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HOW PETER MET THE SPANIARD
JOHN CASTELL
PETER GATHERS VIOLETS
LOVERS DEAR
CASTELL'S SECRET
FAREWELL
NEWS FROM SPAIN
D'AGUILAR SPEAKS
THE SNARE
THE CHASE
THE MEETING ON THE SEA
FATHER HENRIQUES
THE ADVENTURE OF THE INN
INEZ AND HER GARDEN
PETER PLAYS A PART
BETTY SHOWS HER TEETH
THE PLOT
THE HOLY HERMANDAD
BETTY PAYS HER DEBTS
ISABELLA OF SPAIN
BETTY STATES HER CASE
THE DOOM OF JOHN CASTELL
FATHER HENRIQUES AND THE BAKER'S OVEN
THE FALCON STOOPS
HOW THE _MARGARET_ WON OUT TO SEA
ENVOI

chance that there would be fighting, and he was loth to ask any man to 

risk life or limb against his will, especially as they came out to trade 

and not to fight. Still, to those who chose to accompany them, should 

they win through safely, he promised double wage, and a present charged 

upon his estate, and would give them writings to that effect. As for 

those who did not, they could leave the ship now before she sailed. 

 

When he had finished, the sailormen, of whom there were about thirty, 

with the stout-hearted captain, Jacob Smith, a sturdy-built man of fifty 

years of age, at the head of them, conferred together, and at last, with 

one exception--that of a young new-married man, whose heart failed 

him--they accepted the offer, swearing that they would see the thing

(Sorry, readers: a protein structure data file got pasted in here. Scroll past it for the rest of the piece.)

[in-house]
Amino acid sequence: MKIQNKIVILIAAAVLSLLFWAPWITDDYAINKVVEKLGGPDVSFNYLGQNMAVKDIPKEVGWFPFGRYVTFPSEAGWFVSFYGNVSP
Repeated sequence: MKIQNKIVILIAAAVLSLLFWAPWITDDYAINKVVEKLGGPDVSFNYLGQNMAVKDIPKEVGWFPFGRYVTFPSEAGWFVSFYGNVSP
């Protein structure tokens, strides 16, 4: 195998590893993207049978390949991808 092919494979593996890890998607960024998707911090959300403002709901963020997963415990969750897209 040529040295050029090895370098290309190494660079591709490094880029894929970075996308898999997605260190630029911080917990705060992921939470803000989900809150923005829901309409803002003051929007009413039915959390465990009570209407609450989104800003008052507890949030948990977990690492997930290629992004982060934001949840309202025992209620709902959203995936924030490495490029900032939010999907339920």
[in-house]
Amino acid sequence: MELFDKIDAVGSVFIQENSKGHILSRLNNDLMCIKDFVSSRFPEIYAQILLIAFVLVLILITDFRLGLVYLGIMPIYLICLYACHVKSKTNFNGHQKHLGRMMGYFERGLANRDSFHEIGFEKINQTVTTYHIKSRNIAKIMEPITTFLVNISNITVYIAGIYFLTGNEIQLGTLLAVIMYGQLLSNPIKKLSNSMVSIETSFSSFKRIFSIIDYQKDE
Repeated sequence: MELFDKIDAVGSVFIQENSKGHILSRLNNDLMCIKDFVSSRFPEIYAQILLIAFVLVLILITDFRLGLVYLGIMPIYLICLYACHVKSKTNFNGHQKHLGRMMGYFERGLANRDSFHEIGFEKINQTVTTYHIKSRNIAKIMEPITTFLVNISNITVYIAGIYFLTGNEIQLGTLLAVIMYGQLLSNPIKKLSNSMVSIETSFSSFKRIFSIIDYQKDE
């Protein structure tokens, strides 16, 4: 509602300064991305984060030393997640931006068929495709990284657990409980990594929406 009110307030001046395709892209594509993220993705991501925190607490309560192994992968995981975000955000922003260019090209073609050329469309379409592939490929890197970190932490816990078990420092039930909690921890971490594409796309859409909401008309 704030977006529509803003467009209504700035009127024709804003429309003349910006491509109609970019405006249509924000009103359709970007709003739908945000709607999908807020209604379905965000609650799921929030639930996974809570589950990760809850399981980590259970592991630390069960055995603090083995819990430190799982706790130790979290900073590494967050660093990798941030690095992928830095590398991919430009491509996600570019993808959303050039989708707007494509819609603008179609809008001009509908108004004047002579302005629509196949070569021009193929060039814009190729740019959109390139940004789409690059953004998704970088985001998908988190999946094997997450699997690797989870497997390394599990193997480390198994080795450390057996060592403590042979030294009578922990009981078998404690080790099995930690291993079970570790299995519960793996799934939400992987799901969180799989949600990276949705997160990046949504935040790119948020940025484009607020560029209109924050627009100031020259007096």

through to the end, were it good or ill, for they were all Englishmen, 

and no lovers of the Spaniards. Moreover, so bitter a wrong stirred 

their blood. Indeed, although for the most part they were not sailors, 

six of the twelve men who had ridden with them from London prayed that 

they might come too, for the love they had to Margaret, their master, 

and Peter; and they took them. The other six they sent ashore again, 

bearing letters to Castell's friends, agents, and reeves, as to the 

transfer of his business and the care of his lands, houses, and other 

properties during his absence. Also, they took a short will duly signed 

by Castell and witnessed, wherein he left all his goods of whatever 

sort that remained unsettled or undevised, to Margaret and Peter, or 

the survivor of them, or their heirs, or failing these, for the purpose 

of founding a hospital for the poor. Then these men bade them farewell 

and departed, very heavy at heart, just as the anchor was hauled home, 

and the sails began to draw in the stiff morning breeze. 

 

About ten o'clock they rounded the Nore bank safely, and here spoke a 

fishing-boat, who told them that more than six hours before they had 

seen the _San Antonio_ sail past them down Channel, and noted two women 

standing on her deck, holding each other's hands and gazing shorewards. 

Then, knowing that there was no mistake, there being nothing more that 

they could do, worn out with grief and journeying, they ate some food 

and went to their cabin to sleep. 

 

As he laid him down Peter remembered that at this very hour he should 

have been in church taking Margaret as his bride--Margaret, who was now 

in the power of the Spaniard--and swore a great and bitter oath that 


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